Unions representing school support staff across England have accepted a pay rise worth at least £1,925, putting to bed a long-running dispute.
Unison and the GMB confirmed this week they had backed the offer from councils, worth 3.88 per cent for the highest earners and 9.42 per cent for those at the bottom of the pay scale.
The pay rise will be backdated to April.
According to the Institute for Fiscal Studies, the pay deal works out as an 8 per cent average rise for support staff.
The Department for Education said earlier this year that every 1 percentage point increase in support staff pay would cost schools £130 million, which suggests this year’s deal will cost just over £1 billion.
The IfS factored such a rise into its recent school funding analysis, which concluded that school funding would grow by 8 per cent in cash terms in 2023–24, while costs including support staff pay rises would increase by 7.2 per cent.
“This is clearly a large rise in cash terms, but is only just above the overall growth in costs. The picture in 2023–24 therefore remains tight for schools,” warned report author Luke Sibieta.
Both unions had balloted members for strike action over the pay offer, and said they had won ballots in some schools across England. But both decided not to call strikes.
GMB national officer Sharon Wilde said the “message was clear – while members are angry and strike mandates were achieved in hundreds of workplaces, the majority are struggling financially and need the money paid into pay packets now”.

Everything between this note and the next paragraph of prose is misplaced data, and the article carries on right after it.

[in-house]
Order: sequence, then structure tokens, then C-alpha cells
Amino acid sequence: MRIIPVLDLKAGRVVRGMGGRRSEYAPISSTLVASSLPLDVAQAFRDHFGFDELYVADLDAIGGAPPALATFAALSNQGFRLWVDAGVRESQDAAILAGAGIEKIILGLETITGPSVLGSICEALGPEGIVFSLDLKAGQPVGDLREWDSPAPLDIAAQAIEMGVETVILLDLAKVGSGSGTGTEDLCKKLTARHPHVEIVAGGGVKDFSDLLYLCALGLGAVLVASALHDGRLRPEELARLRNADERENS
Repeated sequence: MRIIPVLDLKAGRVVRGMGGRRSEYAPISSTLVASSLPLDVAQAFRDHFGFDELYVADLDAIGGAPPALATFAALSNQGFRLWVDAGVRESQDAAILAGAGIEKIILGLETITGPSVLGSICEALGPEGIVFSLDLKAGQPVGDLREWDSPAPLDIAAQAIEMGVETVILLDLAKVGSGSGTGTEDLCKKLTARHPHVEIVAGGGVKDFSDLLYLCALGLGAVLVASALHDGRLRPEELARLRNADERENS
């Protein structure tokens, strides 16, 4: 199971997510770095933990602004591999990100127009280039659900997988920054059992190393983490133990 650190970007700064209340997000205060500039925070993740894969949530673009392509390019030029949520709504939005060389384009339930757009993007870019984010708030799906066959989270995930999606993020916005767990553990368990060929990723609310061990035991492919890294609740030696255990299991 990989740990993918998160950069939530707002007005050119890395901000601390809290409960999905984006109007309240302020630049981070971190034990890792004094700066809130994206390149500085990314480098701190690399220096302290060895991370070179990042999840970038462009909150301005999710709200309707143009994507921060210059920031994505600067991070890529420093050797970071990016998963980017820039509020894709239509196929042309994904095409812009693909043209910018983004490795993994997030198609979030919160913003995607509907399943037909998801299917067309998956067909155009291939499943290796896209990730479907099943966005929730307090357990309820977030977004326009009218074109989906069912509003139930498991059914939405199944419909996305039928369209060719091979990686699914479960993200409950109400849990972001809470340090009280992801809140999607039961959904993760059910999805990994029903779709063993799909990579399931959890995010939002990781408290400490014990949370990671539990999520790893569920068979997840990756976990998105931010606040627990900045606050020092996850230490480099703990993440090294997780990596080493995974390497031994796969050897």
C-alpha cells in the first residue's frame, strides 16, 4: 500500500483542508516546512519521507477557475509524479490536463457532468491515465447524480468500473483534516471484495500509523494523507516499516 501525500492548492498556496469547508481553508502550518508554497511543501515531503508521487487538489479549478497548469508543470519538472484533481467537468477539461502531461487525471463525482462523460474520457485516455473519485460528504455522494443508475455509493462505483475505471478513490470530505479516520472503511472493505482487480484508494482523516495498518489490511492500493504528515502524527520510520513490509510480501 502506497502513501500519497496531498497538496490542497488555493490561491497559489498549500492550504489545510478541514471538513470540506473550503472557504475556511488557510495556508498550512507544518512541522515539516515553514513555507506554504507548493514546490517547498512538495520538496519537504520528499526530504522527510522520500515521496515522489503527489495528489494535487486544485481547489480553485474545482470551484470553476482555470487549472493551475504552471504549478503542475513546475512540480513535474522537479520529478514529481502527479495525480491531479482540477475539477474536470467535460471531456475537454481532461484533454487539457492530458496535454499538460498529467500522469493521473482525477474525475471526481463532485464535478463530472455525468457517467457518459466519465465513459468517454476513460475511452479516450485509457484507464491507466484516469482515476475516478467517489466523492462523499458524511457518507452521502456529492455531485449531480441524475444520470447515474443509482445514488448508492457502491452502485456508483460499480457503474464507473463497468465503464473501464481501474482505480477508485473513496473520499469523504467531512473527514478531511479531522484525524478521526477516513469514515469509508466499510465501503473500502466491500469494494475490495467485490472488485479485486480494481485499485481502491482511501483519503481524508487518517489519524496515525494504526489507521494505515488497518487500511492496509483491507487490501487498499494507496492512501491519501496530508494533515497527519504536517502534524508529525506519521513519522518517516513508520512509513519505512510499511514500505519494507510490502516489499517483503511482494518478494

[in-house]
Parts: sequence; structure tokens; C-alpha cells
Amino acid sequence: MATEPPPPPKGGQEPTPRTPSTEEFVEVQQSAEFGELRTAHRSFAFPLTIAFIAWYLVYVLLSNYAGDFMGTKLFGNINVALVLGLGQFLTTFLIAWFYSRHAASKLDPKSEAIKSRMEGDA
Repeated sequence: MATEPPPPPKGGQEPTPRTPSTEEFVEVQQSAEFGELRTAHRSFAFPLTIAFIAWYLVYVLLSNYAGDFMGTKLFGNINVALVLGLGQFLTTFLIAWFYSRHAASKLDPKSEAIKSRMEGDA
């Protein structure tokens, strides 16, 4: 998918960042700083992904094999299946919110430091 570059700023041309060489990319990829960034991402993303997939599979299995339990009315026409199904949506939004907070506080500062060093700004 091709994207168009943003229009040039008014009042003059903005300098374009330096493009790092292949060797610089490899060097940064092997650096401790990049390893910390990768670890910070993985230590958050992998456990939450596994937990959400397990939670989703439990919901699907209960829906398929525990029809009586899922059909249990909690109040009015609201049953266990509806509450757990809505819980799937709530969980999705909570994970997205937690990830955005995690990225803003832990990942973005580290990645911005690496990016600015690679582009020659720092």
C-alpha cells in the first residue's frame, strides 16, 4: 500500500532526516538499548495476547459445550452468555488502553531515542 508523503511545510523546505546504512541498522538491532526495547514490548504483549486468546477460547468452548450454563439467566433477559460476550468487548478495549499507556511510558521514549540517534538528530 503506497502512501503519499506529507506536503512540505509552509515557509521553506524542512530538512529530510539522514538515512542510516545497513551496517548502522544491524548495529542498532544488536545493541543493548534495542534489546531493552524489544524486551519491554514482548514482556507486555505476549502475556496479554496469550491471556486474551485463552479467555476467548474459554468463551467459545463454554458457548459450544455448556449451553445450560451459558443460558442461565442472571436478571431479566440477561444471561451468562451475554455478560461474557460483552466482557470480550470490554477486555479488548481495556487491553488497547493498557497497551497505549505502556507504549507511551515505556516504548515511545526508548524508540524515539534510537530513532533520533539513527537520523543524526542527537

UNISON head of local government Mike Short added pay rise would be “suitably adjusted for part-time and term-time workers. The priority now is to get the money into everyone’s pay packets.”
‘New framework’ needed for business leaders
The deal automatically applies to support staff employed by councils. Academy trusts don’t have to honour the deal, but in practice many do so.
Staff covered by the deal include teaching assistants, caretakers and caterers, but also school business leaders.
Paul Whiteman, general secretary of the NAHT school leaders’ union, said while the confirmation of the award would “provide schools with some additional clarity, it will likely further exacerbate the funding pressures that so many face”.
He also said that it leaves school business leaders, who will likely be at the top of pay scales, “facing one of the lowest pay awards across the sector.
“This further underscores the need for a new national pay framework for these senior roles, which better recognises the expertise and experience they hold, and which is aligned to the pay of other senior leaders in schools.”
The IfS also warned that the timing of pay announcements and agreements needed to be improved. The original offer was made in February.
Support staff salaries “have often been agreed part way through the year in which they are meant to be paid”, Sibieta warned.
“This has real consequences for schools. It creates huge amounts of uncertainty and concern about what they can afford.”
Last year’s pay award was also agreed in November.
Sibieta added the process for agreeing support staff pay “needs to be brought forward significantly, which would require better coordination between central government, local government and relevant trade unions”.